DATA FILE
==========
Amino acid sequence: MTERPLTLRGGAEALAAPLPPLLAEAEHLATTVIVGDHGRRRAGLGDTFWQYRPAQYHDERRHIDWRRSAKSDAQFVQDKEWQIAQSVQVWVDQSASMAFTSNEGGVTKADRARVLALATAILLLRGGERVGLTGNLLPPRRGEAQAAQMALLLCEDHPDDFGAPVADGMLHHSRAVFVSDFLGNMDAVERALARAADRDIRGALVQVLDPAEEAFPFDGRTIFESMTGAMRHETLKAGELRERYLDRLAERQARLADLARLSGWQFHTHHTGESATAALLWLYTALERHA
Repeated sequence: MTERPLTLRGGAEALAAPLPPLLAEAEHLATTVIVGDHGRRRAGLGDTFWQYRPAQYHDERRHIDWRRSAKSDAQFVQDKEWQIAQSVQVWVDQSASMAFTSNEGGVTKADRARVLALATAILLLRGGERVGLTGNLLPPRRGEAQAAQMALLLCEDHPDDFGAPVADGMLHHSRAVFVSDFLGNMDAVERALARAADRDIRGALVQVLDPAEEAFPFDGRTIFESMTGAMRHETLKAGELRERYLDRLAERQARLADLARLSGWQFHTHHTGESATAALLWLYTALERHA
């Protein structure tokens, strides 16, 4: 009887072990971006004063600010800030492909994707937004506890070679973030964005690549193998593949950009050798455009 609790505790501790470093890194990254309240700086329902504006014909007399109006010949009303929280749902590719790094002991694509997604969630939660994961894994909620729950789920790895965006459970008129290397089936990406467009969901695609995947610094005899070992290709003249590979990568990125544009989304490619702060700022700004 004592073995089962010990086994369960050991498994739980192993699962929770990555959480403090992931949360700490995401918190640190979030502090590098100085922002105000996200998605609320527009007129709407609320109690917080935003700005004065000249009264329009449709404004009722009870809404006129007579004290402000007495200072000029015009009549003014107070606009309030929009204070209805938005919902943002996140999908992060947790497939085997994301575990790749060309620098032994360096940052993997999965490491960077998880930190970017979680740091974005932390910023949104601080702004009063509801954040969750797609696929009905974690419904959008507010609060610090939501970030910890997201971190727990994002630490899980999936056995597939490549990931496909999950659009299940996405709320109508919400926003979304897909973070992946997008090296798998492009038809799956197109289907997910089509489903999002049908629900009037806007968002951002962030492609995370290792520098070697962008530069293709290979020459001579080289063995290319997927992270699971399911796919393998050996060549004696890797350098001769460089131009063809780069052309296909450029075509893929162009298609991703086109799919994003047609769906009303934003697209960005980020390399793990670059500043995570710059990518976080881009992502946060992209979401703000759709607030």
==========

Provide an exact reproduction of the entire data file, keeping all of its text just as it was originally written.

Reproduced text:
Amino acid sequence: MTERPLTLRGGAEALAAPLPPLLAEAEHLATTVIVGDHGRRRAGLGDTFWQYRPAQYHDERRHIDWRRSAKSDAQFVQDKEWQIAQSVQVWVDQSASMAFTSNEGGVTKADRARVLALATAILLLRGGERVGLTGNLLPPRRGEAQAAQMALLLCEDHPDDFGAPVADGMLHHSRAVFVSDFLGNMDAVERALARAADRDIRGALVQVLDPAEEAFPFDGRTIFESMTGAMRHETLKAGELRERYLDRLAERQARLADLARLSGWQFHTHHTGESATAALLWLYTALERHA
Repeated sequence: MTERPLTLRGGAEALAAPLPPLLAEAEHLATTVIVGDHGRRRAGLGDTFWQYRPAQYHDERRHIDWRRSAKSDAQFVQDKEWQIAQSVQVWVDQSASMAFTSNEGGVTKADRARVLALATAILLLRGGERVGLTGNLLPPRRGEAQAAQMALLLCEDHPDDFGAPVADGMLHHSRAVFVSDFLGNMDAVERALARAADRDIRGALVQVLDPAEEAFPFDGRTIFESMTGAMRHETLKAGELRERYLDRLAERQARLADLARLSGWQFHTHHTGESATAALLWLYTALERHA
């Protein structure tokens, strides 16, 4: 009887072990971006004063600010800030492909994707937004506890070679973030964005690549193998593949950009050798455009 609790505790501790470093890194990254309240700086329902504006014909007399109006010949009303929280749902590719790094002991694509997604969630939660994961894994909620729950789920790895965006459970008129290397089936990406467009969901695609995947610094005899070992290709003249590979990568990125544009989304490619702060700022700004 004592073995089962010990086994369960050991498994739980192993699962929770990555959480403090992931949360700490995401918190640190979030502090590098100085922002105000996200998605609320527009007129709407609320109690917080935003700005004065000249009264329009449709404004009722009870809404006129007579004290402000007495200072000029015009009549003014107070606009309030929009204070209805938005919902943002996140999908992060947790497939085997994301575990790749060309620098032994360096940052993997999965490491960077998880930190970017979680740091974005932390910023949104601080702004009063509801954040969750797609696929009905974690419904959008507010609060610090939501970030910890997201971190727990994002630490899980999936056995597939490549990931496909999950659009299940996405709320109508919400926003979304897909973070992946997008090296798998492009038809799956197109289907997910089509489903999002049908629900009037806007968002951002962030492609995370290792520098070697962008530069293709290979020459001579080289063995290319997927992270699971399911796919393998050996060549004696890797350098001769460089131009063809780069052309296909450029075509893929162009298609991703086109799919994003047609769906009303934003697209960005980020390399793990670059500043995570710059990518976080881009992502946060992209979401703000759709607030």